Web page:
Re-visiones #8

FOCUS: Dislocate the archive

a situated experiment in unstraightening the archive

Lucía Egaña Rojas

Independent Studies Program (Macba), (


independent (

Julieta Obiols

Faculty of Psychology, University of Buenos Aires (

Javiera Pizarro

University of Chile (

Diego Posada

University of Barcelona (



Picture inspired by Gretel Ammann’s “vocabulary”, in Gretel Ammann, Escritos/Gretel Ammann (Barcelona: Xarxa Feminista de Catalunya, 2000). Available in:


Are institutional archives constructed from a heterosexual perspective? Is it possible to unstraighten the archive? What materials does the heteronormative gaze include and exclude? What happens to archives that are housed in organizations, in private homes, in boxes belonging to key figures in struggles of sexual dissidence?

Arxiu desencaixat1 (Dislocated Archive) was an exhibit running from February 15 to July 13, 2018 on the lower floor of the MACBA Study Center2. But it was also an educational process, a collective research project, an excuse to build networks, a place to recover historical memory, and a space for creative experimentation. Taken in the strict sense, the project’s multifaceted nature ventured far beyond the “archive” as such. At the same time, part of the aim was just this: to radically appropriate the meaning of the term itself, to blow it up from the inside, in order to destroy and dismantle our traditional understanding of “the archive.” It was a flagrant insult hurled at the ways the term is normally defined3.

Arxiu desencaixat set out to investigate and shed light on a selection of materials that tell the story of sexual dissidence in Barcelona from the second half of the 1970s4 up to the present. That these materials have come down to us at all is essentially thanks to the personal initiative of the key figures in these struggles who have safeguarded them over the years. Gaining access to them allowed us to discover, explore and reconstruct a plurality of biographies and histories that, both individually and collectively, suggest connections which run counter to official narratives based on a single cohesive movement.

Where to begin? Project coordinator Lucía Egaña invited us, the students in MACBA’s Independent Study Program (PEI), to generate an archive —or space for remembering— of the city’s sexual dissidence struggles. Of the thirteen students who accepted the invitation5, most of us hail from Latin America, which helped foster a unique, decentralized perspective. Our eagerness to participate can also be interpreted as stemming from the need to connect with the city through a specific thread of its historical fabric, namely that of sexual dissidence. As the project did not have any definitive or preconceived objectives, we started out by reading our fortune using a queer-feminist tarot deck created by Invasorix6, a gift from one of our godmothers, Kathleen Hanna. Its feminist, zine-style aura accompanied us throughout the entire process, to the extent that the tarot card became our first archival document and even found its way onto the exhibition poster.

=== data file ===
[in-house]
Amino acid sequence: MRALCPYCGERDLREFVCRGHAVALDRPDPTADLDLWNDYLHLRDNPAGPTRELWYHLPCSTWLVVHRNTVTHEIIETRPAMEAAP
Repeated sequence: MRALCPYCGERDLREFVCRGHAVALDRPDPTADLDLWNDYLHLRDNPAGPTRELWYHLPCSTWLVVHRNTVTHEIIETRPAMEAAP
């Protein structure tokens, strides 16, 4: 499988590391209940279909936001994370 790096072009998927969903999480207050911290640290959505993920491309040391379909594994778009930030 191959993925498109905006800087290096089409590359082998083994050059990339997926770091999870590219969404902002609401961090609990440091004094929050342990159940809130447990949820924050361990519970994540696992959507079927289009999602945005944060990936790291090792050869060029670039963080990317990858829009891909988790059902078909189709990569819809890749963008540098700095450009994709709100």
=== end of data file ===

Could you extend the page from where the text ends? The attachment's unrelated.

Both the arxiu desencaixat and this paper are the result of collective work that has been contaminated by the views, emotions and desires of the participants. Motivated by a specific strand of activism, politics and esthetics, the process was open to proposals and new ideas, and was full of curiosity, oversights and mistakes. The project’s name arose over drinks at a bar near the MACBA, after we first decided to rule out the term “queer”, both because it is so tied to the English-speaking world, and because it did not make sense for the time and place covered in the exhibit; in 1970s Barcelona the term queer did not have the same currency it enjoys today.

On the “nature” of queer materials

The materials that make up these archives were not made with a mind to the museum-oriented posterity typically envisaged by artists. Many are undated and were created more to be used than to be put on display. They were produced as weapons with the power to transform a present that was exclusively, forcibly straight. These materials are tools in the struggle for a “dislocated” future, opening up the possibility of shattering the monolithic “straight time” of the present (Muñoz 2009) and the straight spatial geometries and orientations imposed by heterosexuality (Ahmed 2006). Although these documents bear witness to the struggles of sexual dissidence, they are not included in the archive for the sole purpose of perpetuating a historical narrative, but rather to preserve the transgressive potential of the micropolitical7.

These archives hold the memory of dissident ways of living, feeling and relating that have been permeated by struggle, and therefore are part of what Cvetkovich has called an “archive of feelings” that is “both material and immaterial, at once incorporating objects that might not ordinarily be considered archival, and at the same time, resisting documentation because sex and feelings are too personal or ephemeral to leave records” (Cvetkovich 2003).

Foto 2

Erotic criterion and materials that lubricate
Picture made from original photos from Ca La Dona’s archive
and a picture from Tribades journal n.1, june 1988.

As observed by Cvetkovich, queer communities have an “emotional need for history,” hence the urgency of creating archives that question what is worthy of being documented and how to narrate history. For these and other reasons, archives of sexual dissidence are unusual and difficult to organize into a narrative with the sort of coherence found in other types of document collections.

Classifying the materials using labels and categories is one point of conflict that emerges when encountering a dislocated archive. Can that which has been dislocated be categorized? Should it be done? What happens when, to avoid labels, we become invisible again? What happens when labels constrain us or force us to relive the stigma attached to crime or illness? Can categories be reappropriated, along the lines of originally derogatory terms like “queer?” As we went about building the arxiu desencaixat, these tensions grew increasingly clear the more we engaged with the rationales and necessities of classification used in institutional archives (Rawson 2017).

Foto 3 

We are neither three nor four
Picture made from a poster of the Grup de lesbianes feministes de Barcelona,